I had been away from the virtual world due to requirements of the job. My return saw the need to establish a virtual machine and then clone it. Basic task.

One question raised was the need to run sysprep as it appeared VMware’s clone process had the ability to generate new SID information. I didn’t find a obvious answer on the Net and cluster owner said probably not.

I tried the clone wizard and was rewarded with a message this option can only be used with Vista and above.  This was a Windows 10 VM so I thought this was the result of the cluster running version 5.1

I thought ok let’s just use sysprep.

As a precaution I made a copy of the VM and ran sysprep. It ran without issue. However, when I tried to login with the local administrator; I was informed the account was disabled!  DOH! Standard practice of sysprep. Did I mention there wasn’t an answer file?

Not a huge problem if it was only one VM. Just need to boot of an ISO and enable the account.

I had many clones to create so this was not an option.  The clone and the image were deleted and the copy restored.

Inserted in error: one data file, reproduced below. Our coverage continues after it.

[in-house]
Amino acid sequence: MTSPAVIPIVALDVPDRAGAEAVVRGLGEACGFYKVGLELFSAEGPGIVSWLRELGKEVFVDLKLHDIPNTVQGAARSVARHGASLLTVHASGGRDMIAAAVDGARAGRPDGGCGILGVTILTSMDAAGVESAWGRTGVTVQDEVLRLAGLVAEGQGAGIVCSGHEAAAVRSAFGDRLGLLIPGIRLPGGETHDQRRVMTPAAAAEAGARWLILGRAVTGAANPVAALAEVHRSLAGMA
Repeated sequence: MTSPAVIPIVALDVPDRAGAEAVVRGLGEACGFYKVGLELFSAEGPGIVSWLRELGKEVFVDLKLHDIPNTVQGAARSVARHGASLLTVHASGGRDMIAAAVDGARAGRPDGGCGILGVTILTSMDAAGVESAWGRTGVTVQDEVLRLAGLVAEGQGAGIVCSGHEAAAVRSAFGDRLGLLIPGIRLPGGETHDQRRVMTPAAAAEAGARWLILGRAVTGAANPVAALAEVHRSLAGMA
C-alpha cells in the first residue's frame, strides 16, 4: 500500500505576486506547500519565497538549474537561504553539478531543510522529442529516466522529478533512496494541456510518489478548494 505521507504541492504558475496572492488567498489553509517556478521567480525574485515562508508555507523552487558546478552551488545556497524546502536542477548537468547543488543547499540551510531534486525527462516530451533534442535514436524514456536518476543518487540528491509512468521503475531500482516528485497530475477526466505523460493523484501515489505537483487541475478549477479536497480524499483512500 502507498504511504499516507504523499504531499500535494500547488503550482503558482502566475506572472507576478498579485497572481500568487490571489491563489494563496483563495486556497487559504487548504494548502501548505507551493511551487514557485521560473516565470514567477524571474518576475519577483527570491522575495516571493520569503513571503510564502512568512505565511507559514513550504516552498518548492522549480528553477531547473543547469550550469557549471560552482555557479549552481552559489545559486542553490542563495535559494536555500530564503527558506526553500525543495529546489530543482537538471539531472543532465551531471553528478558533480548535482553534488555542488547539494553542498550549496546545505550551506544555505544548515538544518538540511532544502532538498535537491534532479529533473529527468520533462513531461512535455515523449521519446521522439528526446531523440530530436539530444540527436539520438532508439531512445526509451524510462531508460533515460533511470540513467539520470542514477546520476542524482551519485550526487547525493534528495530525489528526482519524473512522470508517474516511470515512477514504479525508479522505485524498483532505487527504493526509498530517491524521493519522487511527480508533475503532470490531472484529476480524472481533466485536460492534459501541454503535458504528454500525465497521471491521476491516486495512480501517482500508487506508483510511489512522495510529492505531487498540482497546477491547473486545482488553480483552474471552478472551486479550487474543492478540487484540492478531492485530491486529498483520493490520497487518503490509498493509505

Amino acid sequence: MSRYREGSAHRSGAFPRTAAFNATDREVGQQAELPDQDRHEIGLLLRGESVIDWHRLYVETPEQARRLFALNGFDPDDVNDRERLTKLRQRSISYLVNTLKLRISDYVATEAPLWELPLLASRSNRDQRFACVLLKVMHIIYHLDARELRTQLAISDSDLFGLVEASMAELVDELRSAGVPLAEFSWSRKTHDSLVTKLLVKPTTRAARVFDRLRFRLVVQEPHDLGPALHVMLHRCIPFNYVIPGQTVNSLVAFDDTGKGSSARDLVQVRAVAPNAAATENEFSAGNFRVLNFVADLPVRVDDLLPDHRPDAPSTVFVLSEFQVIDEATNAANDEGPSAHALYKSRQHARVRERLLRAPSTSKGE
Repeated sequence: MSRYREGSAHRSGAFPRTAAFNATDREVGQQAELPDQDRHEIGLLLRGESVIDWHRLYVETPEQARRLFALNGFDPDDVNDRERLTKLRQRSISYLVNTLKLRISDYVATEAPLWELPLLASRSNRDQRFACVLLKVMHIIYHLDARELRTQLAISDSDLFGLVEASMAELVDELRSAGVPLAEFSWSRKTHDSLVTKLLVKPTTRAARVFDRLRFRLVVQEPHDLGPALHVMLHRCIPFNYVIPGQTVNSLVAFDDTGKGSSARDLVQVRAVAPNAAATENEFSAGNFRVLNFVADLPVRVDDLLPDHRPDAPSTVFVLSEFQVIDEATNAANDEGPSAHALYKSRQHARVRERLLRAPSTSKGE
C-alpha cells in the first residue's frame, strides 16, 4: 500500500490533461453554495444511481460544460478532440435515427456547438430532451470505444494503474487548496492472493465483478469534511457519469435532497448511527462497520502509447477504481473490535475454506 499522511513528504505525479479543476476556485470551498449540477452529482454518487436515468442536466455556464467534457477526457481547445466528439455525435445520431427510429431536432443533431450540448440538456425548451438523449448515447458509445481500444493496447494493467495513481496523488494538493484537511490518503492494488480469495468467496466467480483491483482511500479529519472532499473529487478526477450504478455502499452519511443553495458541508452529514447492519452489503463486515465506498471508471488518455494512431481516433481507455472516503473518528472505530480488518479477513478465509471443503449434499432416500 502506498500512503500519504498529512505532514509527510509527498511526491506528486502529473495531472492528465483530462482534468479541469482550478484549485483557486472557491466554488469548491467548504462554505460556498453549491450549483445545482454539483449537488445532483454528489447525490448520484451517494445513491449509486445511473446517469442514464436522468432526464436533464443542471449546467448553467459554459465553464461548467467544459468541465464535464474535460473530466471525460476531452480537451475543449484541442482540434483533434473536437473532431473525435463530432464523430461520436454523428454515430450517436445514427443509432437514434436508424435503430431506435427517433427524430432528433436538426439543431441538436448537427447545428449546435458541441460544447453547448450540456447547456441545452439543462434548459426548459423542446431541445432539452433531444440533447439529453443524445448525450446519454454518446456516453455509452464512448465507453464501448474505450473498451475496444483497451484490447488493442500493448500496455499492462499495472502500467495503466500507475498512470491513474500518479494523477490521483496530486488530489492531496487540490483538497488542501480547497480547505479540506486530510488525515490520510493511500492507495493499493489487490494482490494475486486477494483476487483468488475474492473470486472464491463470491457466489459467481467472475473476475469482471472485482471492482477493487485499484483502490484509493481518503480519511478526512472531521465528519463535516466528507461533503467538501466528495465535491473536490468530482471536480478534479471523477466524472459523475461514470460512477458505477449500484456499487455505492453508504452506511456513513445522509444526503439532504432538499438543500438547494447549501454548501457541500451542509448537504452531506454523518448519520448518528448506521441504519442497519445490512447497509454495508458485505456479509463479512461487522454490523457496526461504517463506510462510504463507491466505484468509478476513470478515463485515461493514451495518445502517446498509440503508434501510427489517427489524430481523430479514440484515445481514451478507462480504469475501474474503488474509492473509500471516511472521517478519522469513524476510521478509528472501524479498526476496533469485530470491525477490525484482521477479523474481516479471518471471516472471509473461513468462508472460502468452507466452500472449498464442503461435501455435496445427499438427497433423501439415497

I decided to try the clone wizard again as I remembered there was an option where you could submit one time commands. This would be a good place to try:

net use administrator /active:yes

I also had a thought on the clone wizard steps as one of them was adding the host to the domain. I thought this is what triggered the Vista message. This time I would clone the VM and leave it in a workgroup.

This time the VM was cloned without an error and I was able to login as the local administrator.

I suspect the Net command was not needed as the password assigned on the main image worked on the clone. I didn’t have any time to experiment; but, I left the command in the one time options as a precaution.

The rest of the clones were created without issue.

Time to re-familiarize myself with VMware!